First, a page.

Franklin Foer

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Franklin Foer (/ˈfɔːr/; born July 20, 1974) is a staff writer at The Atlantic and former editor of The New Republic, commentating on contemporary issues from a liberal perspective.[1][2]

Personal life[edit]

Foer was born in 1974[3] to a Jewish family.[4][5] He is the son of Albert Foer, a lawyer, and Esther Safran Foer. He is the elder brother of novelist Jonathan Safran Foer as well as freelance journalist Joshua Foer.[6] He graduated from Columbia University[7] in 1996 and lives in Washington, D.C.

Career[edit]

Foer has written for Slate[8] and New York magazine.[9] He served as editor of American magazine The New Republic from 2006 until 2010, when he resigned — by his subsequent account, because of exhaustion over an interminable search for a patron who could save the magazine.[10] He then became editor again in 2012, recruited by new patron Chris Hughes.[10][11] His book How Soccer Explains the World was published in 2004.[12] The book Jewish Jocks, which he co-edited with New Republic writer Marc Tracy, was published in 2012; Foer has described it as an effort to avoid the "simple hagiography" he found in some of the many existing books about Jewish sports figures.[13][14][15]

Foer was editor of The New Republic during the Scott Thomas Beauchamp controversy.[16] His firing in December 2014 by New Republic owner Chris Hughes and his replacement by former Gawker staff member Gabriel Snyder provoked an editorial crisis that culminated in the resignation from the magazine of two-thirds of the people on its masthead.[17]

In 2017 Foer published World Without Mind: The Existential Threat of Big Tech, which was named a New York Times notable book of 2017.[18] Using Facebook, Amazon, Google, and Apple as case studies, World Without Mind argues for a closer examination for the role of technology in our lives, particularly the ways it is shaping the values of individuals globally.

References[edit]

  1. ^ Chotiner, Isaac (2017-06-27). "Can This Donkey Be Saved?" Slate.com. Retrieved 2017-10-18.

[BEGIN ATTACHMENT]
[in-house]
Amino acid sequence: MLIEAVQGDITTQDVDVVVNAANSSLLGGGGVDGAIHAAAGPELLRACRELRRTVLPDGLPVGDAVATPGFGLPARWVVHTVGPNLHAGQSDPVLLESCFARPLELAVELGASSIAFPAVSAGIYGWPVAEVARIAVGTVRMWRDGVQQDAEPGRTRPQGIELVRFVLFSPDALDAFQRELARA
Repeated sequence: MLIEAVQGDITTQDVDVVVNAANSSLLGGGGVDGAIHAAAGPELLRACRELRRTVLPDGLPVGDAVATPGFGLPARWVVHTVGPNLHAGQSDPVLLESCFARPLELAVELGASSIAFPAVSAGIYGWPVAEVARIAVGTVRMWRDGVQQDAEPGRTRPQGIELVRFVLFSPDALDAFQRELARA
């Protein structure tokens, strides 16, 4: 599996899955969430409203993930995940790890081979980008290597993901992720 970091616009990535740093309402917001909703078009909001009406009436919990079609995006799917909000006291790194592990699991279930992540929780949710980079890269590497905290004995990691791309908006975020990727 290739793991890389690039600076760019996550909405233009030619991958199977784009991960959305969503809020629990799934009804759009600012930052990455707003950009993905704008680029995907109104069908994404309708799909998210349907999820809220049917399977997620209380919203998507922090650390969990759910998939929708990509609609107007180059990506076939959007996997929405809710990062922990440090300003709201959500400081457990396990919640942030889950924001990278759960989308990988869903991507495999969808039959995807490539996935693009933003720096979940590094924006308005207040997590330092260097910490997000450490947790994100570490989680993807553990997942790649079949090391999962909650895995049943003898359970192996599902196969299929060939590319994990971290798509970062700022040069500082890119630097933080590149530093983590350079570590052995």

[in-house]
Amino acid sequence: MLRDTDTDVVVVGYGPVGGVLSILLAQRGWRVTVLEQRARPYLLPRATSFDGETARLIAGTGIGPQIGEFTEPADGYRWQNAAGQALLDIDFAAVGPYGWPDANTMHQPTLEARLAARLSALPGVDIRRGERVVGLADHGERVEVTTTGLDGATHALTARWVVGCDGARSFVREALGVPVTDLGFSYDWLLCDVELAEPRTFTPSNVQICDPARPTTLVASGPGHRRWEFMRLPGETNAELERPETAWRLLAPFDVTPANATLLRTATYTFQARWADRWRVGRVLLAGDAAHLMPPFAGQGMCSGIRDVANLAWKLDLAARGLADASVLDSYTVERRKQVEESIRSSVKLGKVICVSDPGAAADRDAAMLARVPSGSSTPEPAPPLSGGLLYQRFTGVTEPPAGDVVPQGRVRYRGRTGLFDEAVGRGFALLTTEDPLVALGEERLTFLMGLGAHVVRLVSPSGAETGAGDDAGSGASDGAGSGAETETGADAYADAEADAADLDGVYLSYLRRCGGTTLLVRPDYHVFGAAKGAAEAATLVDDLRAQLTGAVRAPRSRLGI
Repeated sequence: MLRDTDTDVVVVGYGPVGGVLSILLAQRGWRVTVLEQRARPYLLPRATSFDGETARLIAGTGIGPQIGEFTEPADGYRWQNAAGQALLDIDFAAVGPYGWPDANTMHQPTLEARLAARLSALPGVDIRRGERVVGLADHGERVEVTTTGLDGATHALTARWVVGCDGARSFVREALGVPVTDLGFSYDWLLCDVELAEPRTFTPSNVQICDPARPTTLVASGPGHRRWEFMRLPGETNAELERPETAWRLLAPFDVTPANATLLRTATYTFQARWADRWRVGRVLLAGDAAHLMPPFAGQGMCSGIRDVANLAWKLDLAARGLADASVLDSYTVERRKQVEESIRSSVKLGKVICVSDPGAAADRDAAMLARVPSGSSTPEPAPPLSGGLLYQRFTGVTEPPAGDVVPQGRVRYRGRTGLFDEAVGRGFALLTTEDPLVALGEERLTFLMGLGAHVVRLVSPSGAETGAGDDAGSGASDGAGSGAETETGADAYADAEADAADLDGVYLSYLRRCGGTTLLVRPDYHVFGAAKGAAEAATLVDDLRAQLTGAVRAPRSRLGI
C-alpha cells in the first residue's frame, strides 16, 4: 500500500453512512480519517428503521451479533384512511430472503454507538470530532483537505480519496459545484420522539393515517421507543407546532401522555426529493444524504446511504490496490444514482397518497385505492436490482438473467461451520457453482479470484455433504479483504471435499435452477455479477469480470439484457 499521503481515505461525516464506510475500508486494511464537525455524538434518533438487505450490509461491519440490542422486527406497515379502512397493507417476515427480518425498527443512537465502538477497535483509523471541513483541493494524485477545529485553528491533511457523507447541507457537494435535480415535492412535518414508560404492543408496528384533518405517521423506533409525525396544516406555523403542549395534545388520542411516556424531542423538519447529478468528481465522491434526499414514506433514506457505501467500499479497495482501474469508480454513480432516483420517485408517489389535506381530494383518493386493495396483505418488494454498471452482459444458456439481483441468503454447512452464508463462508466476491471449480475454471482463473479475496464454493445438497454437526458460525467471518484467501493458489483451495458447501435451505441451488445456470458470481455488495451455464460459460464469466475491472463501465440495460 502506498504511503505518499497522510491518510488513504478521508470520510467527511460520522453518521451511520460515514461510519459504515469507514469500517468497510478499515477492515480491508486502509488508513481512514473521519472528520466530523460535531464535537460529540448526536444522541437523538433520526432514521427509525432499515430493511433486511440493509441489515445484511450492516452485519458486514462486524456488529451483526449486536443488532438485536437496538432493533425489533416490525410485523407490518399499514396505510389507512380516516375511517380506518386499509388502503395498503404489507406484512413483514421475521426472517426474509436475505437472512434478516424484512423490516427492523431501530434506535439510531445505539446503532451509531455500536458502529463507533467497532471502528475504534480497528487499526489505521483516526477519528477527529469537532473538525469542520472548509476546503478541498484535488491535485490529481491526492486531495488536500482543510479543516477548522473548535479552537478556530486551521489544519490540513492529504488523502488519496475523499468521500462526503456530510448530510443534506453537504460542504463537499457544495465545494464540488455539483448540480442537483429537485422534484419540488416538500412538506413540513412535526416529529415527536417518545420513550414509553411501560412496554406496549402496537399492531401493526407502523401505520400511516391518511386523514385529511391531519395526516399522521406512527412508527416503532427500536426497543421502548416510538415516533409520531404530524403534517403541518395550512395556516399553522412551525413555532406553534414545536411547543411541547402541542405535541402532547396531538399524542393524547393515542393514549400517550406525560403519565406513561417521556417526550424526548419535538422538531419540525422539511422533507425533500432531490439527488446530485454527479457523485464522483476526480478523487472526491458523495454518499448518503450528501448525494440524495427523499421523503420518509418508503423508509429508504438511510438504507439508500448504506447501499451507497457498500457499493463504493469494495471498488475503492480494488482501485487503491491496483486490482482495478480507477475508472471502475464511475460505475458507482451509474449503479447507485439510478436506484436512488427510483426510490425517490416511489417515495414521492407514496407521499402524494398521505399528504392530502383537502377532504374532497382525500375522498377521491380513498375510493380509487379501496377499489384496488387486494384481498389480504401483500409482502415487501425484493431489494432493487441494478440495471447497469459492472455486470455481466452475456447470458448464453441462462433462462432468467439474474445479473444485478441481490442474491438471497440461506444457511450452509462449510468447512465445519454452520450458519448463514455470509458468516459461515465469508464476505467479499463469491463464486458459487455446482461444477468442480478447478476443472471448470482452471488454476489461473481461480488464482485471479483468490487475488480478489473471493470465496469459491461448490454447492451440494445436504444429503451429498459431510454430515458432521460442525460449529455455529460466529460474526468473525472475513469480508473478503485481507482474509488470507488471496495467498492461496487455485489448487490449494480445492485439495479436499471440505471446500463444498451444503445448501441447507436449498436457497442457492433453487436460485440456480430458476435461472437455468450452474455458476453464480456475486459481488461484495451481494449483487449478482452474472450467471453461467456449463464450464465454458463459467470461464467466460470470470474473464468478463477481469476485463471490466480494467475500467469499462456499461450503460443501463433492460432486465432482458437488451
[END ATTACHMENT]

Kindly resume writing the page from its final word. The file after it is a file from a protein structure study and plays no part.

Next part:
2. ^ Bosman, Julie; Haughney, Christine. "Franklin Foer – The New Republic". The New York Times. Retrieved 2011-05-29. 
  3. ^ Erin Bried (2012). How to Rock Your Baby: And Other Timeless Tips for Modern Moms. Hachette Books. p. 21. ISBN 978-1-4013-0409-6. 
  4. ^ Jewish Journal: "What will New Republic exodus mean for American Jewish thought?" by Anthony Weiss December 9, 2014
  5. ^ Berman, Daphna (May–June 2011). "What Does It Mean To Be Jewish Today? What Do Jews Bring To The World?". Moment. I didn't crack open the Talmud until after my bar mitzvah, but my father suggested that we study together. 
  6. ^ Kolhatkar, Sheelah (2006-12-18). "The Foer Family". The New York Observer. Retrieved 2014-10-07. 
  7. ^ http://www.charlierose.com/guest/view/458
  8. ^ "Slate magazine". Slate magazine. Retrieved 2008-12-03. 
  9. ^ "Archives Franklin Foer". New York magazine. Retrieved 2008-12-03. 
  10. ^ a b Foer, Franklin. "When Silicon Valley Took Over the 'New Republic'". The Atlantic (September 2017). Retrieved 25 March 2018. 
  11. ^ "The New Republic masthead". The New Republic. Archived from the original on 2008-07-18. Retrieved 2008-11-15. 
  12. ^ Bures, Frank (2004-07-07). "Soccerworld". The Atlantic. Retrieved 2008-12-08. 
  13. ^ "'Unorthodox' Book Of 'Jewish Jocks' Puts Stereotypes Aside", Morning Edition, NPR, November 23, 2012 (radio transcript).
  14. ^ Steven Zeitchik, "In search of 'Jewish Jocks': Editors Franklin Foer and Marc Tracy wanted to memorialize Jewish athletes, their accomplishments and, in some cases, their egos and foibles." Los Angeles Times, November 16, 2012.
  15. ^ Daniel Plotz, "Who’s the Greatest Jewish Athlete? An interview with Franklin Foer about Jewish jocks, and how they changed sports history." Slate, October 23, 2012.
  16. ^ Cohen, Patricia (2007-07-28). "Shedding Pen Name, Private Says He's 'Baghdad Diarist'". The New York Times. Retrieved 2010-05-02. 
  17. ^ Jonathan Mahler and Ravi Somaiya."Revolt at the New New Republic. New York Times," December 7, 2014.
  18. ^ World Without Mind by Franklin Foer | PenguinRandomHouse.com. 

External links[edit]